In this Oct. 21, 2018 file photo, a woman checks rice prices in Quezon City.
The STAR/Michael Varcas
Business groups press Duterte to sign rice tariffication measure
( - January 22, 2019 - 7:36pm

MANILA, Philippines — Business groups on Monday urged President Rodrigo Duterte to sign into law a bill lifting the more than two-decade-old caps on rice imports to bring relief to consumers.

Rice is a Filipino main staple and pivotal political commodity in the Philippines. It is a heavy item in the basket of goods and services used to compute inflation and accounts for 20 percent of the consumption of low-income households.

The Bangko Sentral ng Pilipinas and the country’s economic managers have repeatedly stressed the importance of replacing rice import limits with a system of tariffs to bring inflation back inside the government’s 2-4 percent target band.

In a statement, nine major business organizations pressed Duterte to sign legislation on his desk liberalizing rice imports to address supply disruptions.

“Consumers must be freed of food supply apprehension and provided with price stability at an affordable level. This measure will address those concerns through free and open competition,” they said.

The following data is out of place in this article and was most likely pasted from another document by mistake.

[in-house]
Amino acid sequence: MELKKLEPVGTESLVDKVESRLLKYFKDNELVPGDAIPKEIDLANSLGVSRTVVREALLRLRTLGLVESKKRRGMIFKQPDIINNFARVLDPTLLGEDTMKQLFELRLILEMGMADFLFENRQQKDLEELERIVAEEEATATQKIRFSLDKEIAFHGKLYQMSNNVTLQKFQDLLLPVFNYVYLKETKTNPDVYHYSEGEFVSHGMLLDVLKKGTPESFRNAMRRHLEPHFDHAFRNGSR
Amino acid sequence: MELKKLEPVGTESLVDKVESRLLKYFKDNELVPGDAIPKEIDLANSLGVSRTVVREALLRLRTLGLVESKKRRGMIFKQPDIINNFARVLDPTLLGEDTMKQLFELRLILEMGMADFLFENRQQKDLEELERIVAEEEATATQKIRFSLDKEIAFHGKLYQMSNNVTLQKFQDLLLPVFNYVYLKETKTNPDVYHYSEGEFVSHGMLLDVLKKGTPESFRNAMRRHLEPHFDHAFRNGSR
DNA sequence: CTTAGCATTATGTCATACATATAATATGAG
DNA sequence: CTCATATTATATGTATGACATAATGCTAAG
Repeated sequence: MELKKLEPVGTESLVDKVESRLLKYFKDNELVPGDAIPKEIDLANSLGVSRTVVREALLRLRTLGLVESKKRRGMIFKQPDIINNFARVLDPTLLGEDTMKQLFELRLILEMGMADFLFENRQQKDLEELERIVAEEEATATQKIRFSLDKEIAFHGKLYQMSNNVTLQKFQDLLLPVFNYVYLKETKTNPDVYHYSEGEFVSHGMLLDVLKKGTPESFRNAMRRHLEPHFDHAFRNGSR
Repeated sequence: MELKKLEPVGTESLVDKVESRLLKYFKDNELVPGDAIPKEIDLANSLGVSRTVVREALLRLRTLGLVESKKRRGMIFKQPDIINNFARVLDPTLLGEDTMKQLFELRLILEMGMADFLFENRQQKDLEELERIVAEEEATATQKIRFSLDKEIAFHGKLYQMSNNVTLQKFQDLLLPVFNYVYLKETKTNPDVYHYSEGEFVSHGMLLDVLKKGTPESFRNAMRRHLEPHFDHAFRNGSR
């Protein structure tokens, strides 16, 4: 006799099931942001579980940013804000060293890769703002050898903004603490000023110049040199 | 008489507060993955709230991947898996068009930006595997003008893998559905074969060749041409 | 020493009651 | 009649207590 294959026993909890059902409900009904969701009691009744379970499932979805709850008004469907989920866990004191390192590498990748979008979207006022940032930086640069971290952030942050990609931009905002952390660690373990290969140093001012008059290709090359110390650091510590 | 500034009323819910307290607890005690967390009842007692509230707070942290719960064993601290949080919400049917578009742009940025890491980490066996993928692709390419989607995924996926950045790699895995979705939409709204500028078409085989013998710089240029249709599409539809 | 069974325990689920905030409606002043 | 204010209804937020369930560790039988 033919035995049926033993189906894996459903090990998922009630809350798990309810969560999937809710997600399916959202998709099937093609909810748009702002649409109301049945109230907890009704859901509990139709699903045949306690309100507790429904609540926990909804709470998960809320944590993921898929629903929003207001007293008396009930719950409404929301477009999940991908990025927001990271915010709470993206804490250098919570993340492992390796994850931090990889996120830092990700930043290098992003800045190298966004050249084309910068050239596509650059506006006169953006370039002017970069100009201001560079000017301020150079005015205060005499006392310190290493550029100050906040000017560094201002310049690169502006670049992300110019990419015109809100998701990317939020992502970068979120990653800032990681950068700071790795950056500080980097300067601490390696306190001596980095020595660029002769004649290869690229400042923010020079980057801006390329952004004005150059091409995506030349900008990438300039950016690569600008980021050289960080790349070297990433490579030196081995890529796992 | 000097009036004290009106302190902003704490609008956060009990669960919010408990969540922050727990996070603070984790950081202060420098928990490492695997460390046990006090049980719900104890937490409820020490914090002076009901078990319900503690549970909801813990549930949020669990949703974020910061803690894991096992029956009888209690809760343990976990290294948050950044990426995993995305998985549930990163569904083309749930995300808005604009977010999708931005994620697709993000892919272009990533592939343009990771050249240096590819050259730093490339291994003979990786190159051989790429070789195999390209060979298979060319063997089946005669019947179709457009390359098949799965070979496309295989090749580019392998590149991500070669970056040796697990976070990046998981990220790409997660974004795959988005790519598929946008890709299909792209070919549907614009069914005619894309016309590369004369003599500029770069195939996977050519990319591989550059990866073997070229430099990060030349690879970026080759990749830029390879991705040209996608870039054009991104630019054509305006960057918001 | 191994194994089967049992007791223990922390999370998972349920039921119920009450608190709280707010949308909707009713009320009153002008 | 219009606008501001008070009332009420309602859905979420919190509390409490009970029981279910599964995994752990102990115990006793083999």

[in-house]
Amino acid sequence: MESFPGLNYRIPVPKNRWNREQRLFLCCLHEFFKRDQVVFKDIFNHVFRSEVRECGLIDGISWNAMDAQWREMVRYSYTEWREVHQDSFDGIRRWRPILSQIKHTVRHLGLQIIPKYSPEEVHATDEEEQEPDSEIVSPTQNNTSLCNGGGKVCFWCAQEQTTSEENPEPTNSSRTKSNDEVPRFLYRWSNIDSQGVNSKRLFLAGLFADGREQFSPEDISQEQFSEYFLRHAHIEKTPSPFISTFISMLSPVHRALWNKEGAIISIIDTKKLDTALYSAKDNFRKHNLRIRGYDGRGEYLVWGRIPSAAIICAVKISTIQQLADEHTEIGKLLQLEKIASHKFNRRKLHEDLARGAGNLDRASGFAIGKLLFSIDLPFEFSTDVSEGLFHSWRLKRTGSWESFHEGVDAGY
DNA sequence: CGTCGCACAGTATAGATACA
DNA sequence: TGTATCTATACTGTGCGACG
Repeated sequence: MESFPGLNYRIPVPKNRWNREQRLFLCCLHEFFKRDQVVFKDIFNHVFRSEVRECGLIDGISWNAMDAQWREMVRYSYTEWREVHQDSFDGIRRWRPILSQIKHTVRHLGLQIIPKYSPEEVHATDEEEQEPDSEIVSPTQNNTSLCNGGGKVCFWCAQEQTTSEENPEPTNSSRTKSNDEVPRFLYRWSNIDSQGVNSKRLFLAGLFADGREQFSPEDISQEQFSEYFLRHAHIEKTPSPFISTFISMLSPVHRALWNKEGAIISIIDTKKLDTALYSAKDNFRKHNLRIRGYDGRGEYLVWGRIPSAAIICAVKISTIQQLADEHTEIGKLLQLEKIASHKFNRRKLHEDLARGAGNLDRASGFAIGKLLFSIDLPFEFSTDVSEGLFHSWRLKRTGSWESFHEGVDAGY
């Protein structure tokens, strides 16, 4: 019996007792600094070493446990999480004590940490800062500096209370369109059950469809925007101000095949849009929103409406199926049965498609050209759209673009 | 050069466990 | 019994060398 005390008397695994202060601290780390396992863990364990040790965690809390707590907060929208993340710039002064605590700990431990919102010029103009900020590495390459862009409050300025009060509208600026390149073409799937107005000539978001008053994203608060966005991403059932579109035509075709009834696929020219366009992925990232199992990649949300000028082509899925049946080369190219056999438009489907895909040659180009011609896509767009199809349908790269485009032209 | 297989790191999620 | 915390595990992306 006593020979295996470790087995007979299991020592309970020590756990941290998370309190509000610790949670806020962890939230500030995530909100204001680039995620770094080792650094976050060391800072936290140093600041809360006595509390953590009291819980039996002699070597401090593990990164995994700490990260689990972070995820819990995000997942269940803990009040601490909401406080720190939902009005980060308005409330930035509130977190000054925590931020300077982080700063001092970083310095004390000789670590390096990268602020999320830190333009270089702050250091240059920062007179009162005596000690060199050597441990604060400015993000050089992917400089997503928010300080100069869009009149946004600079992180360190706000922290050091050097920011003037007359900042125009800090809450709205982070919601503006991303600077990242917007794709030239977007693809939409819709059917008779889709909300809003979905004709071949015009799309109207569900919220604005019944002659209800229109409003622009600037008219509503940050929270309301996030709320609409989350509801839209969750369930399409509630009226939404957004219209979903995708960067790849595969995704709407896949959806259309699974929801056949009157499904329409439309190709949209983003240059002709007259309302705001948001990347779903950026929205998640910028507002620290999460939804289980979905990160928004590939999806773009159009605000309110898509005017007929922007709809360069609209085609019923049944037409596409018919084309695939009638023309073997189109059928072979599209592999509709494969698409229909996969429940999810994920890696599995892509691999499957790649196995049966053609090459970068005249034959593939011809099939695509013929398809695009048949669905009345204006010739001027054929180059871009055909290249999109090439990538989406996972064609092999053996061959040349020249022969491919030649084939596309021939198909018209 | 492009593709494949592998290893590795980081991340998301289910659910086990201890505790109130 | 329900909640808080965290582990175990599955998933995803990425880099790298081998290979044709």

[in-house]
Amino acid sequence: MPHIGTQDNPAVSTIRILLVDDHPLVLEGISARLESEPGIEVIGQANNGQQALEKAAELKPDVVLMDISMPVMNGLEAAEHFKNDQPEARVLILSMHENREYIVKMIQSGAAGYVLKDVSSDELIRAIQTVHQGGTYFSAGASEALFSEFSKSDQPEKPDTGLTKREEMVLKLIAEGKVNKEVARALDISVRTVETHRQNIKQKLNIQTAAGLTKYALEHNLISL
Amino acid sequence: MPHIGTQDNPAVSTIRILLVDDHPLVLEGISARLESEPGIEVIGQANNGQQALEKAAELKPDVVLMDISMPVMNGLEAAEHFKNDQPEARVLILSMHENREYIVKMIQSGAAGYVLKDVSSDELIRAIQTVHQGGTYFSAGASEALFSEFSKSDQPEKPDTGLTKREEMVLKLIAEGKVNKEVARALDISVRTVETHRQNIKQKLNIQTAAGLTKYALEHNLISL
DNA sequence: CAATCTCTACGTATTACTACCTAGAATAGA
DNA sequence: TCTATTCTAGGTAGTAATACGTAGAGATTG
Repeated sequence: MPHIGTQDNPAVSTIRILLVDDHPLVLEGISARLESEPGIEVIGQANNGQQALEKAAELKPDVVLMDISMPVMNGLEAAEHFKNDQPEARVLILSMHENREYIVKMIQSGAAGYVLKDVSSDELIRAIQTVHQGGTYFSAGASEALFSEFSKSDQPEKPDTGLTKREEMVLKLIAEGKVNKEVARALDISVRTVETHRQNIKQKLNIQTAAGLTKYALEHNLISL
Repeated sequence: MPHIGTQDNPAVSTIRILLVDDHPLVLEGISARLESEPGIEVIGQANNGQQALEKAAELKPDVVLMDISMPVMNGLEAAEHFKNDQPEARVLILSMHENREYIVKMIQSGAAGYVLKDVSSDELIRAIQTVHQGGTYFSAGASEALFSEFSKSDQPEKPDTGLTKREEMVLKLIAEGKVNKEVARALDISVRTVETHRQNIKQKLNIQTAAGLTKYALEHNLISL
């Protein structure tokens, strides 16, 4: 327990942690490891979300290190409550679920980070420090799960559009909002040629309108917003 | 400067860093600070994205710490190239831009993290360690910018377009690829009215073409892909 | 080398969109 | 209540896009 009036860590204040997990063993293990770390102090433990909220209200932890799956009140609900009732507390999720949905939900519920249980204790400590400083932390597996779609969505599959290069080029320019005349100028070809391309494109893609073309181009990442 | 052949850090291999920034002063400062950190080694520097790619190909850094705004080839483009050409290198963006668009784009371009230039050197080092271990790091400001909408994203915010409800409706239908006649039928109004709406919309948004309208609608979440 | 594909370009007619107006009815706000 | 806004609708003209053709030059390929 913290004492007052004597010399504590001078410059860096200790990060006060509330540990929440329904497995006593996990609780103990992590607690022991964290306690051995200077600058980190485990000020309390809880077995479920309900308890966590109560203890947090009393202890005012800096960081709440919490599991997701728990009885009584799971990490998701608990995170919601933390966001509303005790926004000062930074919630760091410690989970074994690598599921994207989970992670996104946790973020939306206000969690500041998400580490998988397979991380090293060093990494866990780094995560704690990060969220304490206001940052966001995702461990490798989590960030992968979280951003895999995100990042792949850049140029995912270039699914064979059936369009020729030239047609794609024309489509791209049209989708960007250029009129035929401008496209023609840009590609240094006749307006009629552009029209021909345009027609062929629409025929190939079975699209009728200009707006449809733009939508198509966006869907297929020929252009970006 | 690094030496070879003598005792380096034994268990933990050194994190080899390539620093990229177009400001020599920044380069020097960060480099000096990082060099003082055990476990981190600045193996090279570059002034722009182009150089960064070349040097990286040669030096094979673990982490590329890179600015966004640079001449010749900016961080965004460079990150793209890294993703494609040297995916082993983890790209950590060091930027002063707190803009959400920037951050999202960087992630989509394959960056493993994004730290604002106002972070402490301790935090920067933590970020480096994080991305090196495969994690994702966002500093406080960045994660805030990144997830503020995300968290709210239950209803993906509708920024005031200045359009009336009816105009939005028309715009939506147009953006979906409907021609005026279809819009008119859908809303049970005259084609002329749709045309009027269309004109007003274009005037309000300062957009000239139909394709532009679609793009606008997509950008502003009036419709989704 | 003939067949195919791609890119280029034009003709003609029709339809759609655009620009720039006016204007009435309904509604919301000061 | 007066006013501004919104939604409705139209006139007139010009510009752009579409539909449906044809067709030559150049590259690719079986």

“At the same time, rice farmers will be accorded protection from unfair competition through the imposition of import tariff duty,” they added.

The business groups that issued the statement were the Management Association of the Philippines, the American Chamber of Commerce of the Philippines, the Bankers Association of the Philippines, the Financial Executives Institute of the Philippines, the Foundation For Economic Freedom, the Judicial Reform Initiative, the Makati Business Club, the Philippine Investment Funds Association and the Semiconductor And Electronics Industries in the Philippines, Inc.

Congress last year passed the Rice Tariffication Bill, which seeks to amend the Agricultural Tariffication Act of 1996.

Under the measure, individuals and businesses can import additional volumes of the crop from Southeast Asian countries like Thailand and Vietnam but will have to pay a 35-percent tariff. The collected tariffs will be used to fund mass irrigation, warehousing and rice research.

Based on the central bank’s estimate, scrapping import caps on rice could reduce annual inflation by 0.7 percentage points in 2019. 

While the measure is expected to give households reeling from soaring prices a reprieve, farmer groups said replacing rice import limits with a system of tariffs would drive down prices for their produce and hurt their business.

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